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The National Council on Compensation Insurance Inc. estimates that an increase in unfunded liabilities for Florida's workers compensation is expected to exceed $1 billion, resulting from three state Supreme Court rulings.
Insurance companies, individual self-insured employers, and employers with deductible policies are expected to saddle the $1 billion debt.
That increase is in addition to the almost 20% rate increase proposed earlier this year, an NCCI news release said.
Most of the 19.6% rate hike suggested in July arises from the Florida Supreme Court issued decisions in Marvin Castellanos v. Next Door Co. et al. and Bradley Westphal v. City of St. Petersburg et al. , which deemed the state's attorney fee schedule and temporary total disability provision unconstitutional, respectively.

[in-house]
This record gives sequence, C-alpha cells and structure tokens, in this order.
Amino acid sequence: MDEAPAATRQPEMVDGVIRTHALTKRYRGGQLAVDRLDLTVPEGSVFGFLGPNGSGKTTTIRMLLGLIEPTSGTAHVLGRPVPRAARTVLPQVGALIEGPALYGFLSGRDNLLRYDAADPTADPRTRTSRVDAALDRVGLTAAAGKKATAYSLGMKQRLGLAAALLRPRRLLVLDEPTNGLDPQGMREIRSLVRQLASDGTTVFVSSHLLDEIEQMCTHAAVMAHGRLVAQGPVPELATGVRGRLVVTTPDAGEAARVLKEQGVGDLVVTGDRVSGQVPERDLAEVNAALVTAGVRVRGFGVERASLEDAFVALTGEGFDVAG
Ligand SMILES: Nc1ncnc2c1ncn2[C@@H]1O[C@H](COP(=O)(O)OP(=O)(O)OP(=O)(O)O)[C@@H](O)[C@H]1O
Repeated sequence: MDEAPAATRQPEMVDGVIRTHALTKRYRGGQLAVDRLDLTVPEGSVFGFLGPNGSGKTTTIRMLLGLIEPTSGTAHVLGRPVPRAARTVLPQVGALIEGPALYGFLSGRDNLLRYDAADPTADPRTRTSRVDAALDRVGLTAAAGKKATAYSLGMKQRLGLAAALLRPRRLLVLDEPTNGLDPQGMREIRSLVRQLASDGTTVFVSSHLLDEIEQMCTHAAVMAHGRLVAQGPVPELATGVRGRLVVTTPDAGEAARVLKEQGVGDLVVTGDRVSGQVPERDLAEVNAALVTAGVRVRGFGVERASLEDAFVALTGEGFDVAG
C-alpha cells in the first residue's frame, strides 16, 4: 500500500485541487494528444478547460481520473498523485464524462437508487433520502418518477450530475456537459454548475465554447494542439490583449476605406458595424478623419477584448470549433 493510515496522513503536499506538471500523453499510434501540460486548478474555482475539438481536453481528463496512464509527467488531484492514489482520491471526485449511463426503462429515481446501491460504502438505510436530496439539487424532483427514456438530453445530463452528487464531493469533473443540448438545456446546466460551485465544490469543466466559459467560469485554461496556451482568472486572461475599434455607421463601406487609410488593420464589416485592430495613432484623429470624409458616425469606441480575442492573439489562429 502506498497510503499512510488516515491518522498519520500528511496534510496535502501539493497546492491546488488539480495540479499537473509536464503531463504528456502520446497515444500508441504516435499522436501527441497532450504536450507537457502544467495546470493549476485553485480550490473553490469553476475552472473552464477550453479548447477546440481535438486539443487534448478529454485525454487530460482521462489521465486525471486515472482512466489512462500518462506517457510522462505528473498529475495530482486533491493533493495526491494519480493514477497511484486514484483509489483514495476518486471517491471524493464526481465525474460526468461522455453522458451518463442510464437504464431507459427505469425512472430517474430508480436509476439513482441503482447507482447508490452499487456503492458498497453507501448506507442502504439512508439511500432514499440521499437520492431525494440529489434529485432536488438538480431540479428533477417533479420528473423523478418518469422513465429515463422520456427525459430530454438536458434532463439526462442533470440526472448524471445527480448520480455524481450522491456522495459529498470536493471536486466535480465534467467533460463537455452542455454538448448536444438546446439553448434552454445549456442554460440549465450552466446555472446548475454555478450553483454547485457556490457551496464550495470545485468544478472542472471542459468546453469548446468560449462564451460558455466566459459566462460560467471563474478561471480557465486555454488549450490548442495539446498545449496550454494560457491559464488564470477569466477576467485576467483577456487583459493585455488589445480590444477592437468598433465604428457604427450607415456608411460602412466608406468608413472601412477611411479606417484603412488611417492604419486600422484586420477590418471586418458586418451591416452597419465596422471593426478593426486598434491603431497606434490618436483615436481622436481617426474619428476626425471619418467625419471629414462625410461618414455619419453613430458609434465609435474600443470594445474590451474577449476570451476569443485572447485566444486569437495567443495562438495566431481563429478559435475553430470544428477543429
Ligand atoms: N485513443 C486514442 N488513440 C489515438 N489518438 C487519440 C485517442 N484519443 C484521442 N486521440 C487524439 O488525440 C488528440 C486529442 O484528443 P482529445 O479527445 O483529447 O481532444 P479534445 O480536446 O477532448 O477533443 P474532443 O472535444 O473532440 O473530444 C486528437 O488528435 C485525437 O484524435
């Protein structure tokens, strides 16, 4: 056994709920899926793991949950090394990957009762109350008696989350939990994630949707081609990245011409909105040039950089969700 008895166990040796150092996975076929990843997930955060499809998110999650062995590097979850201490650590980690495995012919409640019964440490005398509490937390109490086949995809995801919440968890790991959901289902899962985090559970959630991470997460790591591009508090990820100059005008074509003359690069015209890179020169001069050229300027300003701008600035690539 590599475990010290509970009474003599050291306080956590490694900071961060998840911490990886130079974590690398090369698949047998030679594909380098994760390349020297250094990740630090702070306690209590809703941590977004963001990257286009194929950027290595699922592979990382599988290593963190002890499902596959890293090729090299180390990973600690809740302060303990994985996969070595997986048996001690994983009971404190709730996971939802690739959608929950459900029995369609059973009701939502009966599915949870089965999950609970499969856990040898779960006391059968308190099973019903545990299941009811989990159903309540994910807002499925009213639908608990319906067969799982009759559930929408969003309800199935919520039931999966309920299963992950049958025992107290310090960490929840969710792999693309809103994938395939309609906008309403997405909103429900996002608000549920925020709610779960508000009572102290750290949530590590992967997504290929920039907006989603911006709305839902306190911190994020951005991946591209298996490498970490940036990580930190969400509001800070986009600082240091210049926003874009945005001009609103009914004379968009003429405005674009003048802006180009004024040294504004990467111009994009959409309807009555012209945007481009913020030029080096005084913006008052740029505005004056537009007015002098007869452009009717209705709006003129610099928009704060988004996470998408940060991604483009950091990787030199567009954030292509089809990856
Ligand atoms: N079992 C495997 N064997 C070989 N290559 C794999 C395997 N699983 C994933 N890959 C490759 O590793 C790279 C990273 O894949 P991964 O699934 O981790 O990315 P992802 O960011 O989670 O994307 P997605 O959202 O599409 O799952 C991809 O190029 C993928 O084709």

These two court decisions changed the fees for attorneys from an attorney fee schedule based on the percentage of benefits secured to an hourly fee.
Prior to these decisions, the last state Supreme Court decision to retroactively change Florida's workers compensation law was Emma Murray in 2008, the statement said, which resulted in a limitation for temporary total benefits increasing from 104 weeks to 269 weeks, after the law change.
If the proposed rate increase — which is suggested to take effect Oct. 1 — is delayed, then the unfunded liability is expected to increase, NCCI said in the statement.
A Missouri machine shop was cited and is facing $59,000 in proposed fines from federal health and safety regulators after the electrocution death of a 43-year-old welder.